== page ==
Free LEED Green Associate Exam Prep

Having a passion for sustainability and green building is the first step towards becoming LEED accredited. Jump start your career in any industry by passing the LEED Green Associate exam.

If you're preparing for the LEED Green Associate exam, it's a great choice for a career in design and construction. Read more about passing the exam with our Free LEED Green Associate Study Guide page.

LEED, short for Leadership in Energy and Environmental Design, is the most popular green building rating system globally.

According to the U.S. Green Building Council, the non-profit organization that oversees LEED, as of 2016, “more than 72,000 projects are participating in LEED across 150+ countries and territories, comprising over 13.8 billion square feet.” In fact, 88 of the Fortune 100 companies are already using LEED and, compared to the average commercial building, LEED Gold buildings consume a quarter less energy and generate 34% lower greenhouse gas emissions. Read more about the benefits of LEED here.

Free LEED GA exam

As a LEED Green Associate credential holder, you will have a good understanding of green principles and practices that will help increase profitability while benefiting the environment.

LEED Green Associate Exam Basics

Register: Create an account on USGBC.org. If you are an employee of a USGBC member company, you should register through your employer to receive a discount on the exam. Once you have created your account, you can register here.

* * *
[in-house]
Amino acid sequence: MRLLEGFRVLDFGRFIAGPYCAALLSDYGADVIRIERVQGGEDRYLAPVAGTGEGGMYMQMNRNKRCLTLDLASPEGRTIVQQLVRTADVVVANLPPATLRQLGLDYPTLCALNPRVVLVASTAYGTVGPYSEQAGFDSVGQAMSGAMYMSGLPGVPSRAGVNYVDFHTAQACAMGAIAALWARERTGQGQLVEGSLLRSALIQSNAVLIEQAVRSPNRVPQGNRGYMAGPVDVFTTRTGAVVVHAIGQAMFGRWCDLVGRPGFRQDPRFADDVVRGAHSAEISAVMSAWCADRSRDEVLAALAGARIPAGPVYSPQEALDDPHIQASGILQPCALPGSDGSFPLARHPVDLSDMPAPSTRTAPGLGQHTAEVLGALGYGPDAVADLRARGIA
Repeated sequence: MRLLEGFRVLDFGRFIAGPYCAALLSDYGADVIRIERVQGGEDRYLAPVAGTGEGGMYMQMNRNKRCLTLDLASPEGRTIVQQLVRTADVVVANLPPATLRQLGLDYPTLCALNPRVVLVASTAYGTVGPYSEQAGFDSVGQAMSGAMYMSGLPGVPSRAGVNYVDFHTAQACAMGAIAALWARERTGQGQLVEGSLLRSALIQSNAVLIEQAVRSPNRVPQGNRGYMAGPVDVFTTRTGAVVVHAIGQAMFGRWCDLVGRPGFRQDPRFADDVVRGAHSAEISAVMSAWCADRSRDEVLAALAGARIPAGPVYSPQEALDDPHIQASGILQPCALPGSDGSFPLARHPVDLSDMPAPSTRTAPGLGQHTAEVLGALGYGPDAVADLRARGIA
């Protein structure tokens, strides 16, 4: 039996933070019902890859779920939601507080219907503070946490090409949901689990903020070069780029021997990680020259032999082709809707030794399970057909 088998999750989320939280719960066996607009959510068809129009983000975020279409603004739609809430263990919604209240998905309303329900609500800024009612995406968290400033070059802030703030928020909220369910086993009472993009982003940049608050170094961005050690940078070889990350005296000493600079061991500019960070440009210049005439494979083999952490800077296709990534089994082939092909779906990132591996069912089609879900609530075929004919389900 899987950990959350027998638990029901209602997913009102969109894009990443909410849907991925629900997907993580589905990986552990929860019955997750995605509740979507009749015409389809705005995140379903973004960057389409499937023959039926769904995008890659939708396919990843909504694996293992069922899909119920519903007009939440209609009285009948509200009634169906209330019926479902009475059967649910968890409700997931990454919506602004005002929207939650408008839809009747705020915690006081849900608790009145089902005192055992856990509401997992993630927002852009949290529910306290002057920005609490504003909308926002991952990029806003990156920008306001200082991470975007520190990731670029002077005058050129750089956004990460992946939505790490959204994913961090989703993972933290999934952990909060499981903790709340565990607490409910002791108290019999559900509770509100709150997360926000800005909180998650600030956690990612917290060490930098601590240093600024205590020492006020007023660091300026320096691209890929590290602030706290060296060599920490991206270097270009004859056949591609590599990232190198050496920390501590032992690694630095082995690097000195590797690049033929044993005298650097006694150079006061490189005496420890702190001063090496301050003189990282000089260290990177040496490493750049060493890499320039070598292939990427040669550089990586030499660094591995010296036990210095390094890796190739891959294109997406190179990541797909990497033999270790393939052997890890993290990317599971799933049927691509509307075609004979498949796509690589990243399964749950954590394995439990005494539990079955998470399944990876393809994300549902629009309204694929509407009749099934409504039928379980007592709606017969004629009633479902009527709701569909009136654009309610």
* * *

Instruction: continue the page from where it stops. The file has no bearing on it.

Cost: The LEED Green Associate exam costs $200 ($100 for students, $250 for non-USGBC members).

janeb13, Pixabay

Passing Score: You must answer 100 multiple-choice questions with a passing score of 85% (170 or higher out of 200)

Scheduling: You can schedule the LEED GA exam at any time. There are no pre-set dates because the exam is delivered to you at a computer terminal at a local Prometric exam testing center. Prometric testing centers are available throughout the U.S. and globally.

Content: The LEED Green Associate exam is a standalone credentialing exam. It is a two (2) hour exam with 100 questions, as described above. However, the LEED Green Associate exam can also be part of the more advanced four hour LEED AP with Specialty exam. For LEED AP with Specialty exam takers, the LEED GA exam is the first two hour portion of the four hour LEED AP exam process. If you are taking the LEED AP exam and you are not currently a LEED Green Associate credential holder, you'll take the LEED Green Associate exam first.

The LEED Green Associate exam reflects USGBC’s goals for green building strategies, costs of green building, principles, and LEED online. The topics on the LEED Green Associate Exam will ultimately test your knowledge of LEED and green building as well as your ability to help support others in the building, design and construction industries on green projects.

Language: The exams are available in English, French, Spanish, Brazilian Portuguese, Arabic and Chinese.

No Prerequisites: Anyone can take the exam.

Questions: If you have any questions about preparing for or registering for the exam, email us.

What to Expect from the LEED GA (Free Webinar)